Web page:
Microbial electrosynthesis (MES) cells use renewable energy to convert carbon dioxide into valuable chemical products such as methane and acetate, but chemical production rates are low and pH changes can adversely impact biocathodes. To overcome these limitations, an MES reactor was designed with a zero-gap electrode configuration with a cation exchange membrane (CEM) to achieve a low internal resistance, and a vapor-fed electrode to minimize pH changes. Liquid catholyte was pumped through a carbon felt cathode inoculated with anaerobic digester sludge, with humidified N2 gas flowing over the abiotic anode (Ti or C with a Pt catalyst) to drive water splitting. The ohmic resistance was 2.4 ± 0.5 mΩ m2, substantially lower than previous bioelectrochemical systems (20–25 mΩ•m2), and the catholyte pH remained near-neutral (6.6–7.2). The MES produced a high methane production rate of 2.9 ± 1.2 L/L-d (748 mmol/m2-d, 17.4 A/m2; Ti/Pt anode) at a relatively low applied voltage of 3.1 V. In addition, acetate was produced at a rate of 940 ± 250 mmol/m2-d with 180 ± 30 mmol/m2-d for propionate. The biocathode microbial community was dominated by the methanogens of the genus Methanobrevibacter, and the acetogen of the genus Clostridium sensu stricto 1. These results demonstrate the utility of this zero-gap cell and vapor-fed anode design for increasing rates of methane and chemical productions in MES.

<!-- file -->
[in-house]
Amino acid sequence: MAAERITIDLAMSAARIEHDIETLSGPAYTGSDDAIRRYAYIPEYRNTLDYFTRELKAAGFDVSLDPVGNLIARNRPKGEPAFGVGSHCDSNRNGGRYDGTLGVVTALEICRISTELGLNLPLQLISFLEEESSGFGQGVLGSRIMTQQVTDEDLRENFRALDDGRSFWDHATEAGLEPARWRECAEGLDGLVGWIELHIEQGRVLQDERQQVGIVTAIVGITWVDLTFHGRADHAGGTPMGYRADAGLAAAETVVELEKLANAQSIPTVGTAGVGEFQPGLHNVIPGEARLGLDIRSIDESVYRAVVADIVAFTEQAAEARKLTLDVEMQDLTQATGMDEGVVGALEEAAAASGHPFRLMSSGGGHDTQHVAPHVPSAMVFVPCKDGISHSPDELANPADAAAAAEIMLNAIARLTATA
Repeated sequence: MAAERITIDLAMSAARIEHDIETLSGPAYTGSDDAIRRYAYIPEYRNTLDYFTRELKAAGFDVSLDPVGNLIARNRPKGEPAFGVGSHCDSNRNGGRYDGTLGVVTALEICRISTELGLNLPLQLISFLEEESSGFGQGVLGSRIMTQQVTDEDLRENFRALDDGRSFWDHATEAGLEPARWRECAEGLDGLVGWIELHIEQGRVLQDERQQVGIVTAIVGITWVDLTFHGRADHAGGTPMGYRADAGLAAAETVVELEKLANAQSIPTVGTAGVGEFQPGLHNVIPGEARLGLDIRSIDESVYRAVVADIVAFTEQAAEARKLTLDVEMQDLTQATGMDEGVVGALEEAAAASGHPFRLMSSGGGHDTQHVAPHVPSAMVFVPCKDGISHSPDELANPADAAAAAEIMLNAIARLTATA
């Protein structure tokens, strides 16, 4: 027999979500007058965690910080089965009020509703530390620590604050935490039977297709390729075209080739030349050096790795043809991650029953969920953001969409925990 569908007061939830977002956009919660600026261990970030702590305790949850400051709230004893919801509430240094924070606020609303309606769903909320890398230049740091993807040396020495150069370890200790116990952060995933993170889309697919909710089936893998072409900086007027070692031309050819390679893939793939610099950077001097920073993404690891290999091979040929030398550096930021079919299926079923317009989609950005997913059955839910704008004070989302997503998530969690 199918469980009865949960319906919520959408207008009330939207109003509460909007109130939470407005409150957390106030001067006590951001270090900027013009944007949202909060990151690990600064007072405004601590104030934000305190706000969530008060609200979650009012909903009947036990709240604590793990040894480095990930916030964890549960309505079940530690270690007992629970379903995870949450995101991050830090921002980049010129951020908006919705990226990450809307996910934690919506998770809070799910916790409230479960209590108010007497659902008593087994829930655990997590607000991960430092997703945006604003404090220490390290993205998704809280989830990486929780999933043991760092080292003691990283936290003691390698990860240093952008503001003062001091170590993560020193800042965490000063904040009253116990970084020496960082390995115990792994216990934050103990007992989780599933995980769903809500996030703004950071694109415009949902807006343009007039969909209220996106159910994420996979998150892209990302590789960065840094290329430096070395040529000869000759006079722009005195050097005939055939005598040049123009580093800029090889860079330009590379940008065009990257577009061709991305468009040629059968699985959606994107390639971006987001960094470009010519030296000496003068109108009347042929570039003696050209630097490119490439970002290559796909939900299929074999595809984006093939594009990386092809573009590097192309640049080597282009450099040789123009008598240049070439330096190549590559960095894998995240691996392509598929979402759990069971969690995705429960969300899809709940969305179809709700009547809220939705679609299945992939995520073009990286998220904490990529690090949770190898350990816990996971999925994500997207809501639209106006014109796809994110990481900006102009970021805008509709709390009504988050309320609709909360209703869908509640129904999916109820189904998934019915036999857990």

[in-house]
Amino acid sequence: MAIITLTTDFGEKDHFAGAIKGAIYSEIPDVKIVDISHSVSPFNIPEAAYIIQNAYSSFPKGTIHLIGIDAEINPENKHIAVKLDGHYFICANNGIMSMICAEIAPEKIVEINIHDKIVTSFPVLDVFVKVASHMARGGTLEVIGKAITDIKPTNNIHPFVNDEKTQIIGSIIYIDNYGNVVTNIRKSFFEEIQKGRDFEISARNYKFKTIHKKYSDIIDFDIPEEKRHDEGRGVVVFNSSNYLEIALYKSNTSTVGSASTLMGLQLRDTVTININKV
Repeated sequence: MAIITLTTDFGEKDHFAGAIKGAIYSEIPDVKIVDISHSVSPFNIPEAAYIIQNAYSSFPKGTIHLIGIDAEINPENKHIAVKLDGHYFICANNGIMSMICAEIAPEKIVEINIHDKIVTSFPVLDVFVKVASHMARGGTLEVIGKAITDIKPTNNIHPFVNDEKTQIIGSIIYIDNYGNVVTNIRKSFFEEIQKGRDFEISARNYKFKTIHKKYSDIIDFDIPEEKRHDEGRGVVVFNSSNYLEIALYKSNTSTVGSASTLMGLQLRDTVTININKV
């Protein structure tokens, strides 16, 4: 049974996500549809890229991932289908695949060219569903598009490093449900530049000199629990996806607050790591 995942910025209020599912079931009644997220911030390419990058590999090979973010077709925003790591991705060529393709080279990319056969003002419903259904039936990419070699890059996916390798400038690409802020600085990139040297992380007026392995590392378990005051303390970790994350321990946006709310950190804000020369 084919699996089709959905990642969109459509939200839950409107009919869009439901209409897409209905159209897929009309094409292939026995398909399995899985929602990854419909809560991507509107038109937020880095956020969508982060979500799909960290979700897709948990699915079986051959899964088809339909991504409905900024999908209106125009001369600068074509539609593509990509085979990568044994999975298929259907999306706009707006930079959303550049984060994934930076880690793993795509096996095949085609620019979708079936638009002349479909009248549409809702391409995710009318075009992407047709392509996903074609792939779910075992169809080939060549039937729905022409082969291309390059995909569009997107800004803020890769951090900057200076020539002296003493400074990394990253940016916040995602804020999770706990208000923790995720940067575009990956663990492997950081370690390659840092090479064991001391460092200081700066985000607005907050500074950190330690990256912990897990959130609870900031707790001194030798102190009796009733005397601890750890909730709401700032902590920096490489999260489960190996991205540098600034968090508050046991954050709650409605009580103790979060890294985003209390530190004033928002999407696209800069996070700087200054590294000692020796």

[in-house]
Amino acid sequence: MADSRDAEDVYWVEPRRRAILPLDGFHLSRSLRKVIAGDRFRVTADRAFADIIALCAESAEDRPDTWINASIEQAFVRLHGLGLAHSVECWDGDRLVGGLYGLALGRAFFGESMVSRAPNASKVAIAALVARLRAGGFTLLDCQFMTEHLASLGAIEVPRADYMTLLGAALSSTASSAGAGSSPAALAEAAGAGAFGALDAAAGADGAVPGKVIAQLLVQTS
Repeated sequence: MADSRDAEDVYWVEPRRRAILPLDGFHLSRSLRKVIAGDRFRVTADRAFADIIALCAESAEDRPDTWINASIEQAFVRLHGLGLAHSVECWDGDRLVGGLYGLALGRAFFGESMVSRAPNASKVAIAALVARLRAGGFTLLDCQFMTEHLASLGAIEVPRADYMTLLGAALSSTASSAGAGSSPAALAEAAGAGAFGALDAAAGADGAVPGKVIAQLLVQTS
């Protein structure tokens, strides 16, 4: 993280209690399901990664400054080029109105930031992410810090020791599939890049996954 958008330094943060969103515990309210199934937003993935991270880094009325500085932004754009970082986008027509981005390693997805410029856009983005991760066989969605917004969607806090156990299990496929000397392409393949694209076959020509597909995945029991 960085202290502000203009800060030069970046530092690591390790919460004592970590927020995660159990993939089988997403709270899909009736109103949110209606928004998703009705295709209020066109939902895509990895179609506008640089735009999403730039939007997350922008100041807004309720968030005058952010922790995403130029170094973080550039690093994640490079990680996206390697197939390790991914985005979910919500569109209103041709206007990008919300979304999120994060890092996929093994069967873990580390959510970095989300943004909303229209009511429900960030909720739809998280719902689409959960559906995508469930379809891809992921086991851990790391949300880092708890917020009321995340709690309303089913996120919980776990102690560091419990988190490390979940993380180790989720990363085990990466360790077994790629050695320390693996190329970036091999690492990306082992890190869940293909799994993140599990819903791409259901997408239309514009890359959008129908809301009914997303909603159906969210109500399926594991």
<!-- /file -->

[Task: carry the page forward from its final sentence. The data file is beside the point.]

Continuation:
ASJC Scopus subject areas
- Water Science and Technology
- Ecological Modeling
- Waste Management and Disposal